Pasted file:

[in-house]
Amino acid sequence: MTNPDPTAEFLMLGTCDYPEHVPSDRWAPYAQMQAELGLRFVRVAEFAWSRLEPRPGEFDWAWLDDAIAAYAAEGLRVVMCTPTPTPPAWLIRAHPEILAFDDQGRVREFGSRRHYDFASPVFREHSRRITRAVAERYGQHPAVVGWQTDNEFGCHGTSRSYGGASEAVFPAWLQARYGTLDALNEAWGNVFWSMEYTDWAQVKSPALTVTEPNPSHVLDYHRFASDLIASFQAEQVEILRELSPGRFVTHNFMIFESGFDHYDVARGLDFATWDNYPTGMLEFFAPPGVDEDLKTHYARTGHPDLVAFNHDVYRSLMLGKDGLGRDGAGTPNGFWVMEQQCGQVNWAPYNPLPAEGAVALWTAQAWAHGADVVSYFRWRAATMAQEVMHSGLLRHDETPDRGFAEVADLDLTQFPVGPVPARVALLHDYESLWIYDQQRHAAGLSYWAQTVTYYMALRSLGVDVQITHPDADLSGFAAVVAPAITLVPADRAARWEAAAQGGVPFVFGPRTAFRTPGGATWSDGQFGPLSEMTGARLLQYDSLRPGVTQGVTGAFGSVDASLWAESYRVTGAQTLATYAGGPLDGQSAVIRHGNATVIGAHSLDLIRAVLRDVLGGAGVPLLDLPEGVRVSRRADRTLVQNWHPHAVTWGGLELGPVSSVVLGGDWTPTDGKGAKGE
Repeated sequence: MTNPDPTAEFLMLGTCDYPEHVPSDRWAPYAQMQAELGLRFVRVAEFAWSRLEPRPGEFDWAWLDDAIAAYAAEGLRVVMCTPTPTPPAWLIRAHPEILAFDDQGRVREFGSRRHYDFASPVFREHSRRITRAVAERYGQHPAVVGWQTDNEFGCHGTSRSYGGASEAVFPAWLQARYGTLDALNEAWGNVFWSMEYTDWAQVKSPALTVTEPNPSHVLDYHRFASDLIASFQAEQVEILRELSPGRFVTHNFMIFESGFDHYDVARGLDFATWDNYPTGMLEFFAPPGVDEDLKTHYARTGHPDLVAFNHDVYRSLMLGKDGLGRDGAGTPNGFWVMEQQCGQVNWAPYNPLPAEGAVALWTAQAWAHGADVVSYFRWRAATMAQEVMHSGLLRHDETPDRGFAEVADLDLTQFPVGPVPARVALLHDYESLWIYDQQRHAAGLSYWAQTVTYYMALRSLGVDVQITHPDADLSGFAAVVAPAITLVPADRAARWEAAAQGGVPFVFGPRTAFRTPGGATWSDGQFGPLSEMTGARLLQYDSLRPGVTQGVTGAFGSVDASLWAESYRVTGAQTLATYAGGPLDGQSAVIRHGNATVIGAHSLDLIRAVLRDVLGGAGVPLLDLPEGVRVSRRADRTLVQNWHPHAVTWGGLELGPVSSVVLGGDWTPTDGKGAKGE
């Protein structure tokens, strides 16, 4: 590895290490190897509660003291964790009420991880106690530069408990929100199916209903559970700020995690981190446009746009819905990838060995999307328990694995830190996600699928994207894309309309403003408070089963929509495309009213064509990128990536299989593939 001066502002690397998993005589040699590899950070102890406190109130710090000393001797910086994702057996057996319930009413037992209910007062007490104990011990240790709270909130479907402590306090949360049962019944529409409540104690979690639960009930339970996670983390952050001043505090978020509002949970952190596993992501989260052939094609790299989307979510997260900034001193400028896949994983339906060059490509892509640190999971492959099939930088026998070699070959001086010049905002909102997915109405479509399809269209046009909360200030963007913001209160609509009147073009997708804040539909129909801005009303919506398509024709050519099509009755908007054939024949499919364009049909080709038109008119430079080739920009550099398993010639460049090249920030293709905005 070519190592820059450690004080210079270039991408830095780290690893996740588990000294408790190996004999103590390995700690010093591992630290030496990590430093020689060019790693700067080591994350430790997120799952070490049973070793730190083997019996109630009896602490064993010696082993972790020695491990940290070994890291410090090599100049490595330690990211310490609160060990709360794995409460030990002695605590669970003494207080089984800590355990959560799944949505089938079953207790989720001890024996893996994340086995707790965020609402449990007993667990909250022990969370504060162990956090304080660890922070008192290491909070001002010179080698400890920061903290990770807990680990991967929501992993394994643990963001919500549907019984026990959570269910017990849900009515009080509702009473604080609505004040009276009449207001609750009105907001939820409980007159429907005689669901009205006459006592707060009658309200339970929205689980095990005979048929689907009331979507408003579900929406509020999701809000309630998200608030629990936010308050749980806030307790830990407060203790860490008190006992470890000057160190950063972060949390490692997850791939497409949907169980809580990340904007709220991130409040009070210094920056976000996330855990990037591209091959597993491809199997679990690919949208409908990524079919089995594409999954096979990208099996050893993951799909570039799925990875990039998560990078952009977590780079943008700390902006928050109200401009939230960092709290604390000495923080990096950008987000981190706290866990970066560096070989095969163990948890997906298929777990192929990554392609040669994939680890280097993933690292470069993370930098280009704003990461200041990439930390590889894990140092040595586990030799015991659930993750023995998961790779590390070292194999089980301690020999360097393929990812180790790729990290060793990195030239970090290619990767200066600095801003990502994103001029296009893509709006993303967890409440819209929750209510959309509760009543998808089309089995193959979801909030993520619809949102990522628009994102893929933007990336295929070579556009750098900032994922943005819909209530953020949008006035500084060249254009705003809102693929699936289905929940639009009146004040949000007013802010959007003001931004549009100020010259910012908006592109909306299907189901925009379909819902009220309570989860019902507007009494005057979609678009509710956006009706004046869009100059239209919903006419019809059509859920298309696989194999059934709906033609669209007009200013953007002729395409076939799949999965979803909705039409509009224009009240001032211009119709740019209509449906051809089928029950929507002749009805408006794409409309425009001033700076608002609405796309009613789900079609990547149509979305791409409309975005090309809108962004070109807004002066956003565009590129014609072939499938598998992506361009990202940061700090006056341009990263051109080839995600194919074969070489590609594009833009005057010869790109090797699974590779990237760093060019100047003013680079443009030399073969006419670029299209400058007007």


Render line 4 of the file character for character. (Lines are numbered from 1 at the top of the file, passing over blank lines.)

């Protein structure tokens, strides 16, 4: 590895290490190897509660003291964790009420991880106690530069408990929100199916209903559970700020995690981190446009746009819905990838060995999307328990694995830190996600699928994207894309309309403003408070089963929509495309009213064509990128990536299989593939 001066502002690397998993005589040699590899950070102890406190109130710090000393001797910086994702057996057996319930009413037992209910007062007490104990011990240790709270909130479907402590306090949360049962019944529409409540104690979690639960009930339970996670983390952050001043505090978020509002949970952190596993992501989260052939094609790299989307979510997260900034001193400028896949994983339906060059490509892509640190999971492959099939930088026998070699070959001086010049905002909102997915109405479509399809269209046009909360200030963007913001209160609509009147073009997708804040539909129909801005009303919506398509024709050519099509009755908007054939024949499919364009049909080709038109008119430079080739920009550099398993010639460049090249920030293709905005 070519190592820059450690004080210079270039991408830095780290690893996740588990000294408790190996004999103590390995700690010093591992630290030496990590430093020689060019790693700067080591994350430790997120799952070490049973070793730190083997019996109630009896602490064993010696082993972790020695491990940290070994890291410090090599100049490595330690990211310490609160060990709360794995409460030990002695605590669970003494207080089984800590355990959560799944949505089938079953207790989720001890024996893996994340086995707790965020609402449990007993667990909250022990969370504060162990956090304080660890922070008192290491909070001002010179080698400890920061903290990770807990680990991967929501992993394994643990963001919500549907019984026990959570269910017990849900009515009080509702009473604080609505004040009276009449207001609750009105907001939820409980007159429907005689669901009205006459006592707060009658309200339970929205689980095990005979048929689907009331979507408003579900929406509020999701809000309630998200608030629990936010308050749980806030307790830990407060203790860490008190006992470890000057160190950063972060949390490692997850791939497409949907169980809580990340904007709220991130409040009070210094920056976000996330855990990037591209091959597993491809199997679990690919949208409908990524079919089995594409999954096979990208099996050893993951799909570039799925990875990039998560990078952009977590780079943008700390902006928050109200401009939230960092709290604390000495923080990096950008987000981190706290866990970066560096070989095969163990948890997906298929777990192929990554392609040669994939680890280097993933690292470069993370930098280009704003990461200041990439930390590889894990140092040595586990030799015991659930993750023995998961790779590390070292194999089980301690020999360097393929990812180790790729990290060793990195030239970090290619990767200066600095801003990502994103001029296009893509709006993303967890409440819209929750209510959309509760009543998808089309089995193959979801909030993520619809949102990522628009994102893929933007990336295929070579556009750098900032994922943005819909209530953020949008006035500084060249254009705003809102693929699936289905929940639009009146004040949000007013802010959007003001931004549009100020010259910012908006592109909306299907189901925009379909819902009220309570989860019902507007009494005057979609678009509710956006009706004046869009100059239209919903006419019809059509859920298309696989194999059934709906033609669209007009200013953007002729395409076939799949999965979803909705039409509009224009009240001032211009119709740019209509449906051809089928029950929507002749009805408006794409409309425009001033700076608002609405796309009613789900079609990547149509979305791409409309975005090309809108962004070109807004002066956003565009590129014609072939499938598998992506361009990202940061700090006056341009990263051109080839995600194919074969070489590609594009833009005057010869790109090797699974590779990237760093060019100047003013680079443009030399073969006419670029299209400058007007």